FASB PROPOSES IMPROVEMENTS TO MATERIALITY
TO MAKE FINANCIAL STATEMENT DISCLOSURES MORE EFFECTIVE
Norwalk, CT, September 23, 2015—The Financial Accounting Standards Board (FASB) today issued for public comment two exposure drafts related to its disclosure framework project. Stakeholders are encouraged to review and comment on both exposure drafts by December 8, 2015.
The objective of the Disclosure Framework project is to improve the
effectiveness of disclosures in notes to financial statements by more
clearly communicating the information required by Generally Accepted
Accounting Principles (GAAP) that is most important to the users of
financial statements. It focuses on improving disclosures by providing
guidance in two main areas: the reporting entity’s decision process and
the Board’s decision process.
As part of this overall project, the exposure drafts address the use of materiality in:
The exposure draft containing amendments to FASB Concepts Statement No. 8, Conceptual Framework for Financial Reporting, is intended to clarify the concept of materiality. Specifically, these amendments would be made to Chapter 3, Qualitative Characteristics of Useful Financial Information.
- Helping organizations employ discretion when determining what
disclosures in notes to financial statements should be considered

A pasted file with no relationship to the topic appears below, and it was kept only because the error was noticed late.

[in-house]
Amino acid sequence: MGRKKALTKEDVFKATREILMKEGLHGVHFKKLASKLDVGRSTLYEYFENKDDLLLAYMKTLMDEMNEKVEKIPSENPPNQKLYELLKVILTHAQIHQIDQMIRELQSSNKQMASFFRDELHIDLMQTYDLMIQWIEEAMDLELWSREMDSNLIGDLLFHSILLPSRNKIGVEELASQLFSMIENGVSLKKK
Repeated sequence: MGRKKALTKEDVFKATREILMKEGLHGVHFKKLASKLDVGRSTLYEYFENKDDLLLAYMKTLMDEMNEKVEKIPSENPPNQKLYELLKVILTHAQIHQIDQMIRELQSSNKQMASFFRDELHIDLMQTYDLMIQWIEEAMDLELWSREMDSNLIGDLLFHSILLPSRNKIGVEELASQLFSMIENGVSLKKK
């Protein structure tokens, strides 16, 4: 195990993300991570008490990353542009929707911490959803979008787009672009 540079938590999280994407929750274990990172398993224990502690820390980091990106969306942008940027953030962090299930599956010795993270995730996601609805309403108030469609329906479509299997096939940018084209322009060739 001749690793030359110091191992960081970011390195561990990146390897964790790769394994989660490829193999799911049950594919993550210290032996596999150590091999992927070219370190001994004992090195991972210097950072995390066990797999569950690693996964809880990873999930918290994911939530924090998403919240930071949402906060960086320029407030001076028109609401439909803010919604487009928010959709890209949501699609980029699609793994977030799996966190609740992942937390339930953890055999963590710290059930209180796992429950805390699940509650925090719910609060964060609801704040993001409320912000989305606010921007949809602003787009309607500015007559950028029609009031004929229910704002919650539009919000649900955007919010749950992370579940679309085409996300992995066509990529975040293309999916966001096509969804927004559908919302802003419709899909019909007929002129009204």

“material” in their particular circumstances, and
- Helping the Board understand the reporting environment in which it sets financial accounting and reporting standards.
The proposed Accounting Standards Update (ASU), Notes to Financial Statements (Topic 235): Assessing Whether Disclosures Are Material,
a component of the “entity decision process,” is intended to promote
the appropriate use of discretion by organizations when deciding which
disclosures should be considered material in their particular
circumstances. The amendments to Topic 235 would apply to all types of
organizations—public and private companies, not-for-profit
organizations, and employee benefit plans.
“Stakeholders indicated that the current discussion of materiality in
our Conceptual Framework is inconsistent with the legal concept of
materiality as established by the U.S. Supreme Court,” stated FASB
Chairman Russell G. Golden. “This led to uncertainty about
organizations’ abilities to interpret what disclosures are material; and
the Board’s ability to identify and evaluate disclosure requirements in
“These proposals are intended to clarify materiality—which will help
organizations improve the effectiveness of their disclosures by omitting
immaterial information, and focus communication with users on the
material, relevant items,” added Golden.
More information on the exposure draft, including a FASB In Focus, is available on the FASB website.
About the Financial Accounting Standards Board
Established in 1973, the FASB is the independent, private-sector,
not-for-profit organization based in Norwalk, Connecticut, that
establishes financial accounting and reporting standards for public and
private companies and not-for-profit organizations that follow Generally
Accepted Accounting Principles (GAAP). The FASB is recognized by the
Securities and Exchange Commission as the designated accounting standard
setter for public companies. FASB standards are recognized as
authoritative by many other organizations, including state Boards of
Accountancy and the American Institute of CPAs (AICPA). The FASB
develops and issues financial accounting standards through a transparent
and inclusive process intended to promote financial reporting that
provides useful information to investors and others who use financial
reports. The Financial Accounting Foundation (FAF) supports and oversees
the FASB. For more information, visit www.fasb.org.